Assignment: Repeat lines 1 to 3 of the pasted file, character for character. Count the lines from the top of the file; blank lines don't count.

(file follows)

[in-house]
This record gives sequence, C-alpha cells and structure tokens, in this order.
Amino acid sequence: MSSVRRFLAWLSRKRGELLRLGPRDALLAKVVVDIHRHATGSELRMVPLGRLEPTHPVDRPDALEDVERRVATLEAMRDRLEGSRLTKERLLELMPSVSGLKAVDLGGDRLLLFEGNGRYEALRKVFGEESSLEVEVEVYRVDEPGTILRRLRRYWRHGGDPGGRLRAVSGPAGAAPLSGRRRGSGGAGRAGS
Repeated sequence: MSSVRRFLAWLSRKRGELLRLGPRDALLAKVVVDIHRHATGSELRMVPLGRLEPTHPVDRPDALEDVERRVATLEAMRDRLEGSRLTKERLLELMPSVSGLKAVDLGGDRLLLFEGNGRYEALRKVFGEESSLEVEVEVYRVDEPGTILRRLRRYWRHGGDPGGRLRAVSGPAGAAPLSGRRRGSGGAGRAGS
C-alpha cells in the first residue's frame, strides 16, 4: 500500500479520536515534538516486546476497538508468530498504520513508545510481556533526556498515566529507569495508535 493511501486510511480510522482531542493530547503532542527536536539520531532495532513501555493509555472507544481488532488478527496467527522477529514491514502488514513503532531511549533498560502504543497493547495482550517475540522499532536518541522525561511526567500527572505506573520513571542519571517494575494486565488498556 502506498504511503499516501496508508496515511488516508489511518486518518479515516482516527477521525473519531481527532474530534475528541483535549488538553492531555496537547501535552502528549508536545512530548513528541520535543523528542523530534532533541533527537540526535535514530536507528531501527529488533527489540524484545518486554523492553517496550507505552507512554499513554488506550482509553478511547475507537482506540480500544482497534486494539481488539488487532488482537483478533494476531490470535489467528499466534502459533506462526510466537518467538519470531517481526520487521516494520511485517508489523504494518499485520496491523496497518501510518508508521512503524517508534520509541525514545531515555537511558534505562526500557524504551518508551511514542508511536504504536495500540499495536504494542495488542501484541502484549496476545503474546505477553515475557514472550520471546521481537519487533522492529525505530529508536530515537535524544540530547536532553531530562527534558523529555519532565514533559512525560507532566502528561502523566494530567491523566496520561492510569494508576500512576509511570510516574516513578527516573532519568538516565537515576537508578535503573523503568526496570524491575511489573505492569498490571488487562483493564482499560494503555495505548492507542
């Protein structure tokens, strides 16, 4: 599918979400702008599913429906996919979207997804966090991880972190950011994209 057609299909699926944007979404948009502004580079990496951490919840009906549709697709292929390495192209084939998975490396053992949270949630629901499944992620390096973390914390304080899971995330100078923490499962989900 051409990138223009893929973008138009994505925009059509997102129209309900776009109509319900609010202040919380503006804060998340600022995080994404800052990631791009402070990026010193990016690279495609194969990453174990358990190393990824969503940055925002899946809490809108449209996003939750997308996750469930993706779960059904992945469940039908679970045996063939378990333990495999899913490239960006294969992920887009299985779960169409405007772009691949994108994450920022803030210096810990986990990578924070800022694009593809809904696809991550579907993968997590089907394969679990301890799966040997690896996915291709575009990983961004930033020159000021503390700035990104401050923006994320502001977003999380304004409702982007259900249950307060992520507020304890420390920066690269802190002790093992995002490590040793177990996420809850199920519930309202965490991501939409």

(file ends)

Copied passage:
[in-house]
This record gives sequence, C-alpha cells and structure tokens, in this order.
Amino acid sequence: MSSVRRFLAWLSRKRGELLRLGPRDALLAKVVVDIHRHATGSELRMVPLGRLEPTHPVDRPDALEDVERRVATLEAMRDRLEGSRLTKERLLELMPSVSGLKAVDLGGDRLLLFEGNGRYEALRKVFGEESSLEVEVEVYRVDEPGTILRRLRRYWRHGGDPGGRLRAVSGPAGAAPLSGRRRGSGGAGRAGS